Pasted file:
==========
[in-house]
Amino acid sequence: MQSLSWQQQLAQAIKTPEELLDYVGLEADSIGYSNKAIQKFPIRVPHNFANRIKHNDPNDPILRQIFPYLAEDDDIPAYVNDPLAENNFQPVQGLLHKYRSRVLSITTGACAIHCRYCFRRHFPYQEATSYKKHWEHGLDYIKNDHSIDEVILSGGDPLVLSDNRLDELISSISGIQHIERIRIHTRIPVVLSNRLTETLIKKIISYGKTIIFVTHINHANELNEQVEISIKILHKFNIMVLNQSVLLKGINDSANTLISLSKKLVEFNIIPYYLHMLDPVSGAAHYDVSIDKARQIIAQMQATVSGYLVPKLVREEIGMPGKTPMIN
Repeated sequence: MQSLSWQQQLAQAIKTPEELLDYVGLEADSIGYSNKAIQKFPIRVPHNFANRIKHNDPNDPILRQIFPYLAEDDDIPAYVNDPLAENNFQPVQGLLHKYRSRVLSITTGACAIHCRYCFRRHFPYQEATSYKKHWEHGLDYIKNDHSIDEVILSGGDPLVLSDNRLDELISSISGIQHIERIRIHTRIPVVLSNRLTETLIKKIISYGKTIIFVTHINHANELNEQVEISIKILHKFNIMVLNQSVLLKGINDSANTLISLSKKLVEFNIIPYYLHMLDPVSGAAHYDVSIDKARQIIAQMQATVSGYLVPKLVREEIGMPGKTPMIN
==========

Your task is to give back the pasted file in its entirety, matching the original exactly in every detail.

[in-house]
Amino acid sequence: MQSLSWQQQLAQAIKTPEELLDYVGLEADSIGYSNKAIQKFPIRVPHNFANRIKHNDPNDPILRQIFPYLAEDDDIPAYVNDPLAENNFQPVQGLLHKYRSRVLSITTGACAIHCRYCFRRHFPYQEATSYKKHWEHGLDYIKNDHSIDEVILSGGDPLVLSDNRLDELISSISGIQHIERIRIHTRIPVVLSNRLTETLIKKIISYGKTIIFVTHINHANELNEQVEISIKILHKFNIMVLNQSVLLKGINDSANTLISLSKKLVEFNIIPYYLHMLDPVSGAAHYDVSIDKARQIIAQMQATVSGYLVPKLVREEIGMPGKTPMIN
Repeated sequence: MQSLSWQQQLAQAIKTPEELLDYVGLEADSIGYSNKAIQKFPIRVPHNFANRIKHNDPNDPILRQIFPYLAEDDDIPAYVNDPLAENNFQPVQGLLHKYRSRVLSITTGACAIHCRYCFRRHFPYQEATSYKKHWEHGLDYIKNDHSIDEVILSGGDPLVLSDNRLDELISSISGIQHIERIRIHTRIPVVLSNRLTETLIKKIISYGKTIIFVTHINHANELNEQVEISIKILHKFNIMVLNQSVLLKGINDSANTLISLSKKLVEFNIIPYYLHMLDPVSGAAHYDVSIDKARQIIAQMQATVSGYLVPKLVREEIGMPGKTPMIN